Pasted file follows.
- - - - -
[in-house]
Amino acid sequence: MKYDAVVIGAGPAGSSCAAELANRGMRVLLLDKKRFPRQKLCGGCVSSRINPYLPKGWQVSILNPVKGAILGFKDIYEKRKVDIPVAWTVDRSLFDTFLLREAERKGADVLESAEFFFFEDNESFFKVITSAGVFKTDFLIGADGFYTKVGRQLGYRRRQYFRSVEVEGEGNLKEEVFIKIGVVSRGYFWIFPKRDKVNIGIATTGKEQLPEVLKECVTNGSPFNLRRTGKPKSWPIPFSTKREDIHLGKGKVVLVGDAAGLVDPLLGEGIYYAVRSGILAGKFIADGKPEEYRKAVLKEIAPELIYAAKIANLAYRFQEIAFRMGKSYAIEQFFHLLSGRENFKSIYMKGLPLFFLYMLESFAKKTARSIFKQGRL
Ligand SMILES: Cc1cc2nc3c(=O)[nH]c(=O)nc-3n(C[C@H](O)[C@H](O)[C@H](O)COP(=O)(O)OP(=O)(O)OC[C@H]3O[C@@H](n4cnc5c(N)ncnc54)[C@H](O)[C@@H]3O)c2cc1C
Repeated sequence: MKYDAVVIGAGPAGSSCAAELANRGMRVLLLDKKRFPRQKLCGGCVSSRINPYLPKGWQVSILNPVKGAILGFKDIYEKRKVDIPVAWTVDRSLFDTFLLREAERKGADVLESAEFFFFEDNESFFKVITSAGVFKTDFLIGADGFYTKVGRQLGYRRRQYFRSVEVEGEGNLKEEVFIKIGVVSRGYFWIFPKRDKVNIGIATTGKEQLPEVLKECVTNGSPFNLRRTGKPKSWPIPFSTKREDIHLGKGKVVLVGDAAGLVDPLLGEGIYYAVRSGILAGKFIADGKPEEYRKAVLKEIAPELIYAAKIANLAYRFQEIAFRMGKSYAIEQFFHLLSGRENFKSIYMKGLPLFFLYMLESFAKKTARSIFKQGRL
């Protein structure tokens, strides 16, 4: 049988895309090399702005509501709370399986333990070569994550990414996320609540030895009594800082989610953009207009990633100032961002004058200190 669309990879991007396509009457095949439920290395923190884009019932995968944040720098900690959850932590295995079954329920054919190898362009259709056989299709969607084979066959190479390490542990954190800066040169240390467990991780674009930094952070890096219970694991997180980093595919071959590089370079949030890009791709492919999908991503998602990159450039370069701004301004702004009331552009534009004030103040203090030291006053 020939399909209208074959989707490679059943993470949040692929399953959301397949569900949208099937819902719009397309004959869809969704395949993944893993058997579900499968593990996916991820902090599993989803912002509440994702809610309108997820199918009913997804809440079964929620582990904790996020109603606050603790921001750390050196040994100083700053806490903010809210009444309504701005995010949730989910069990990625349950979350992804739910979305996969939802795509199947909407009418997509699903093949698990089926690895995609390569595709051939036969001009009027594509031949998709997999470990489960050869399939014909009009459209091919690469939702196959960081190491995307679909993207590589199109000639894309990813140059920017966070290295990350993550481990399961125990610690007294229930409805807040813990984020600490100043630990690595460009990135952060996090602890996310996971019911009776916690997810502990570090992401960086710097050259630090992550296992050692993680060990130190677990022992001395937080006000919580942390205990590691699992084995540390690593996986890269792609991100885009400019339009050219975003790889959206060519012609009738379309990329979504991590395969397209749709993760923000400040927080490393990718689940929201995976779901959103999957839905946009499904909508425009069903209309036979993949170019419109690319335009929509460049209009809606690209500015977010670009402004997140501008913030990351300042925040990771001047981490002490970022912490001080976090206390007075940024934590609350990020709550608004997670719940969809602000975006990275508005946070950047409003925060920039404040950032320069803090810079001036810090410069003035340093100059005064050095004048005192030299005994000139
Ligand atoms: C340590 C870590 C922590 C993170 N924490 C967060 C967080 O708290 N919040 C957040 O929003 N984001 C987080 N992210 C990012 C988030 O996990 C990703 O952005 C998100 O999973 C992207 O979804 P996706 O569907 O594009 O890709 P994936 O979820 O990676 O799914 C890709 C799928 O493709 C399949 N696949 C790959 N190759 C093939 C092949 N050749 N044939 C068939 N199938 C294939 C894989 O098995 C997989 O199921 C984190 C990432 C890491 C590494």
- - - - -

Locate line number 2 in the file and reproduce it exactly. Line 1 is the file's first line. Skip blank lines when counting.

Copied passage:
Amino acid sequence: MKYDAVVIGAGPAGSSCAAELANRGMRVLLLDKKRFPRQKLCGGCVSSRINPYLPKGWQVSILNPVKGAILGFKDIYEKRKVDIPVAWTVDRSLFDTFLLREAERKGADVLESAEFFFFEDNESFFKVITSAGVFKTDFLIGADGFYTKVGRQLGYRRRQYFRSVEVEGEGNLKEEVFIKIGVVSRGYFWIFPKRDKVNIGIATTGKEQLPEVLKECVTNGSPFNLRRTGKPKSWPIPFSTKREDIHLGKGKVVLVGDAAGLVDPLLGEGIYYAVRSGILAGKFIADGKPEEYRKAVLKEIAPELIYAAKIANLAYRFQEIAFRMGKSYAIEQFFHLLSGRENFKSIYMKGLPLFFLYMLESFAKKTARSIFKQGRL